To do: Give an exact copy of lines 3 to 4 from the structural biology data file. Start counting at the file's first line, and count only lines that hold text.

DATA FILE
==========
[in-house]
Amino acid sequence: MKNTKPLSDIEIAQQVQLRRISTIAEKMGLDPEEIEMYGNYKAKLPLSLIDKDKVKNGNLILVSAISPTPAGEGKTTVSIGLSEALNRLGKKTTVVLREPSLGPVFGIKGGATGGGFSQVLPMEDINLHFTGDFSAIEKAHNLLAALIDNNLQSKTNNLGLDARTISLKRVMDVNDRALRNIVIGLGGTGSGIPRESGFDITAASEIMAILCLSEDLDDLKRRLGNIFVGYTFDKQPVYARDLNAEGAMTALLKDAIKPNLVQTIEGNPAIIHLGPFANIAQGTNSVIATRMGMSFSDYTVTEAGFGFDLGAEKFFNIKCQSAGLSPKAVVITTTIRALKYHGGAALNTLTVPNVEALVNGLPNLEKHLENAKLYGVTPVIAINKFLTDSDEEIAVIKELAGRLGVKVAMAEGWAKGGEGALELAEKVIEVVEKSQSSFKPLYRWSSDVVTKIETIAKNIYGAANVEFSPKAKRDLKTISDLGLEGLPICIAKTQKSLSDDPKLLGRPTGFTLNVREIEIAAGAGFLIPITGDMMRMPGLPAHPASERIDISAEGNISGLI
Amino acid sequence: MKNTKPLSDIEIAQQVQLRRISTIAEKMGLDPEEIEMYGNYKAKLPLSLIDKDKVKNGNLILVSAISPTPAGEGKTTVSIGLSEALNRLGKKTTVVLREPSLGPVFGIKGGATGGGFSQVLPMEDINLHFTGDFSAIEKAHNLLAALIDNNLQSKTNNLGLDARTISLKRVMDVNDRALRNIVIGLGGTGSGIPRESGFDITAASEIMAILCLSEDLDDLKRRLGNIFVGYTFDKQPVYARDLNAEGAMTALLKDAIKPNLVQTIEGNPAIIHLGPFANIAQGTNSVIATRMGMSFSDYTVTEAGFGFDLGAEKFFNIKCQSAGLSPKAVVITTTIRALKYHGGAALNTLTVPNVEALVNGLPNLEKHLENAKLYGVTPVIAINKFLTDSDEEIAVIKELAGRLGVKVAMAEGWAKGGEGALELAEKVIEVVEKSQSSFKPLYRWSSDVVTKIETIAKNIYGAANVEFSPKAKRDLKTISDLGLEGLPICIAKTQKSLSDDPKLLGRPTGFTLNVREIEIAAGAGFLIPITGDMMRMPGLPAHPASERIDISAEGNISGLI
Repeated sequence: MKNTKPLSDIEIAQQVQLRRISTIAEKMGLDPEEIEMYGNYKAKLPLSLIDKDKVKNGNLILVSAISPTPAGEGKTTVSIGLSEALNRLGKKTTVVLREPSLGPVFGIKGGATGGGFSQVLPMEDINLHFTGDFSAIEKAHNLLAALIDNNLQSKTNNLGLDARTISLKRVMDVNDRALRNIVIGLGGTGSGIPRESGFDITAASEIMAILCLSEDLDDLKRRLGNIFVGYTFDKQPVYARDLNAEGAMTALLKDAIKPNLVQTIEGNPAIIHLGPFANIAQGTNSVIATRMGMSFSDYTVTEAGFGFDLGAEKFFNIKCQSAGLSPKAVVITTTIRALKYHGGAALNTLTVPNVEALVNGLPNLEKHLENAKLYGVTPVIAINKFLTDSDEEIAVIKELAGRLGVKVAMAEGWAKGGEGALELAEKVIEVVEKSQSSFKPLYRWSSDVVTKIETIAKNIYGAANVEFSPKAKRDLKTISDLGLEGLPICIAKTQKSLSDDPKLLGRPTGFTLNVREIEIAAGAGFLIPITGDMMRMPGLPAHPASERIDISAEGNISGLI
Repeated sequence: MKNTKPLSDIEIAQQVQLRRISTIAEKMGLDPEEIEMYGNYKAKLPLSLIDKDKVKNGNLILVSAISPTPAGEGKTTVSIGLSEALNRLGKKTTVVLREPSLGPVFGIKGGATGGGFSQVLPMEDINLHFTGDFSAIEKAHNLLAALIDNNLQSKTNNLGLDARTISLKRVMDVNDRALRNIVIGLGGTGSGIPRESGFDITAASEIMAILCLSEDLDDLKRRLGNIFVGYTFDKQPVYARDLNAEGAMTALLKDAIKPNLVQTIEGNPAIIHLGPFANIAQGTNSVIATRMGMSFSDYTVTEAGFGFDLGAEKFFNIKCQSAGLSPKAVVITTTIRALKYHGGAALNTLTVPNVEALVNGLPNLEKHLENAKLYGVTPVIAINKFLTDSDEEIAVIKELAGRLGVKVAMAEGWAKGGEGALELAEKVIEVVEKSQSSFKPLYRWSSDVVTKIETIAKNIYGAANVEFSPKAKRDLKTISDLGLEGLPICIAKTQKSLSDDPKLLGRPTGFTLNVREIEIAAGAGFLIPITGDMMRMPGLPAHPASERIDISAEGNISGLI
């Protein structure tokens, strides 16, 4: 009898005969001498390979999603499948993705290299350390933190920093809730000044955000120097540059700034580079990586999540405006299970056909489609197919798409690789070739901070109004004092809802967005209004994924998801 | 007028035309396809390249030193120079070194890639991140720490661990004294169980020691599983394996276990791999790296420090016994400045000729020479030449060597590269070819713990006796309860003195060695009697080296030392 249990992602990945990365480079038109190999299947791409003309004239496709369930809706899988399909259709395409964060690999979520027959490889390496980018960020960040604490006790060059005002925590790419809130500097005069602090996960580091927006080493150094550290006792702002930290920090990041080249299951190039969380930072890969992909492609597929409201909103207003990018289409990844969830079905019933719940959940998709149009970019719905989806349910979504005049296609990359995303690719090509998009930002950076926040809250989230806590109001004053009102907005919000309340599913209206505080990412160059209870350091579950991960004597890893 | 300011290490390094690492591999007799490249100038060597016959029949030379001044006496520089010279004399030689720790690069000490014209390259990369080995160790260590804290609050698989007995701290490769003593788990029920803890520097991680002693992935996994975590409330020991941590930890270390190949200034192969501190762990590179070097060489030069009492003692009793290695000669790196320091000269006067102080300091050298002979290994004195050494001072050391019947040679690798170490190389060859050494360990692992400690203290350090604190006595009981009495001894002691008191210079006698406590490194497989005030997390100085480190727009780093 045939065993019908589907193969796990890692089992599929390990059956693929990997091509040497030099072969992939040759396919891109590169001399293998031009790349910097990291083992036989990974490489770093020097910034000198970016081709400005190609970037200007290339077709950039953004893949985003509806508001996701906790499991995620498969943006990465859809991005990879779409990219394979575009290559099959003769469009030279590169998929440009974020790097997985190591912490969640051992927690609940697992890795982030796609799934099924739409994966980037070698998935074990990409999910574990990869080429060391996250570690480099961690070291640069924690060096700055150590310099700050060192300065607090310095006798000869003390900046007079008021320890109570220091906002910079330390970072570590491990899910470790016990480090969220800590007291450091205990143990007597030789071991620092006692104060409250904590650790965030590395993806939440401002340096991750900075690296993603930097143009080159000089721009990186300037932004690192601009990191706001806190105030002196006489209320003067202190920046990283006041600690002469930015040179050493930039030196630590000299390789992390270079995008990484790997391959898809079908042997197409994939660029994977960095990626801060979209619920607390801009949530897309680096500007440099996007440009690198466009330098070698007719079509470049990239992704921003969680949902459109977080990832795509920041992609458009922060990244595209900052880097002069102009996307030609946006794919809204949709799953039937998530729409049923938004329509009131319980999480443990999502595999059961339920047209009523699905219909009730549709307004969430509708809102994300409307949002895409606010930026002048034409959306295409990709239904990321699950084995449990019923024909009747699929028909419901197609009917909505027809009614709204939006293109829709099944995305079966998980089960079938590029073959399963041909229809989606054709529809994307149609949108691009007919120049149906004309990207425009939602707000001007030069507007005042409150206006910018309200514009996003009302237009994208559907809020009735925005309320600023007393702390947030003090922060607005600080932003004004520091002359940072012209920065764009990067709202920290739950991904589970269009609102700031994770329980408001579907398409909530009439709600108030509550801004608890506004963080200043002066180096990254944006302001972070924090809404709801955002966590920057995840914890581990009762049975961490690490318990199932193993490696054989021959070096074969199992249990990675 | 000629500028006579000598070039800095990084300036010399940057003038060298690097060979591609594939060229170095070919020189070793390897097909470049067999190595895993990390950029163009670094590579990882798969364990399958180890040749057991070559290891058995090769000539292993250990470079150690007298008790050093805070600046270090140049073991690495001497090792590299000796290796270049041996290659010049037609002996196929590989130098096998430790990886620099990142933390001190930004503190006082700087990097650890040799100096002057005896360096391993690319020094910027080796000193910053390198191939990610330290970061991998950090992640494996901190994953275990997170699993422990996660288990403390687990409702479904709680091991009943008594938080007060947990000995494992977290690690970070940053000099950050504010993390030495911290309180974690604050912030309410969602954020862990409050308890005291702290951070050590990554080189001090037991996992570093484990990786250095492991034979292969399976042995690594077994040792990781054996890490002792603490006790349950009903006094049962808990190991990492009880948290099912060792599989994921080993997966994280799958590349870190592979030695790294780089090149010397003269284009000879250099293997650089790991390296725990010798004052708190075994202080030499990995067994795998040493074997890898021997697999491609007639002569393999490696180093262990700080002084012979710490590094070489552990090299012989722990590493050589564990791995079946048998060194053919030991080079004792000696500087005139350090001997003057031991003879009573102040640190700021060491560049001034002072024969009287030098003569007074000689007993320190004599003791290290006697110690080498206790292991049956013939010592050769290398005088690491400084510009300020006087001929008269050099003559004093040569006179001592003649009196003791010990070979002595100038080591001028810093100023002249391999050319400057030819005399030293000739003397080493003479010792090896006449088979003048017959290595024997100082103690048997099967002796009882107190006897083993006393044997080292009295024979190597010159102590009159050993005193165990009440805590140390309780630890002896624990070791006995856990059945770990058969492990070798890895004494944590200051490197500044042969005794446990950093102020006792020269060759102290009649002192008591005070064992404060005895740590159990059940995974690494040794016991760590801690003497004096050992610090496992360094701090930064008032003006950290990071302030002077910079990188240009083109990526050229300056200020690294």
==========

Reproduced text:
Amino acid sequence: MKNTKPLSDIEIAQQVQLRRISTIAEKMGLDPEEIEMYGNYKAKLPLSLIDKDKVKNGNLILVSAISPTPAGEGKTTVSIGLSEALNRLGKKTTVVLREPSLGPVFGIKGGATGGGFSQVLPMEDINLHFTGDFSAIEKAHNLLAALIDNNLQSKTNNLGLDARTISLKRVMDVNDRALRNIVIGLGGTGSGIPRESGFDITAASEIMAILCLSEDLDDLKRRLGNIFVGYTFDKQPVYARDLNAEGAMTALLKDAIKPNLVQTIEGNPAIIHLGPFANIAQGTNSVIATRMGMSFSDYTVTEAGFGFDLGAEKFFNIKCQSAGLSPKAVVITTTIRALKYHGGAALNTLTVPNVEALVNGLPNLEKHLENAKLYGVTPVIAINKFLTDSDEEIAVIKELAGRLGVKVAMAEGWAKGGEGALELAEKVIEVVEKSQSSFKPLYRWSSDVVTKIETIAKNIYGAANVEFSPKAKRDLKTISDLGLEGLPICIAKTQKSLSDDPKLLGRPTGFTLNVREIEIAAGAGFLIPITGDMMRMPGLPAHPASERIDISAEGNISGLI
Repeated sequence: MKNTKPLSDIEIAQQVQLRRISTIAEKMGLDPEEIEMYGNYKAKLPLSLIDKDKVKNGNLILVSAISPTPAGEGKTTVSIGLSEALNRLGKKTTVVLREPSLGPVFGIKGGATGGGFSQVLPMEDINLHFTGDFSAIEKAHNLLAALIDNNLQSKTNNLGLDARTISLKRVMDVNDRALRNIVIGLGGTGSGIPRESGFDITAASEIMAILCLSEDLDDLKRRLGNIFVGYTFDKQPVYARDLNAEGAMTALLKDAIKPNLVQTIEGNPAIIHLGPFANIAQGTNSVIATRMGMSFSDYTVTEAGFGFDLGAEKFFNIKCQSAGLSPKAVVITTTIRALKYHGGAALNTLTVPNVEALVNGLPNLEKHLENAKLYGVTPVIAINKFLTDSDEEIAVIKELAGRLGVKVAMAEGWAKGGEGALELAEKVIEVVEKSQSSFKPLYRWSSDVVTKIETIAKNIYGAANVEFSPKAKRDLKTISDLGLEGLPICIAKTQKSLSDDPKLLGRPTGFTLNVREIEIAAGAGFLIPITGDMMRMPGLPAHPASERIDISAEGNISGLI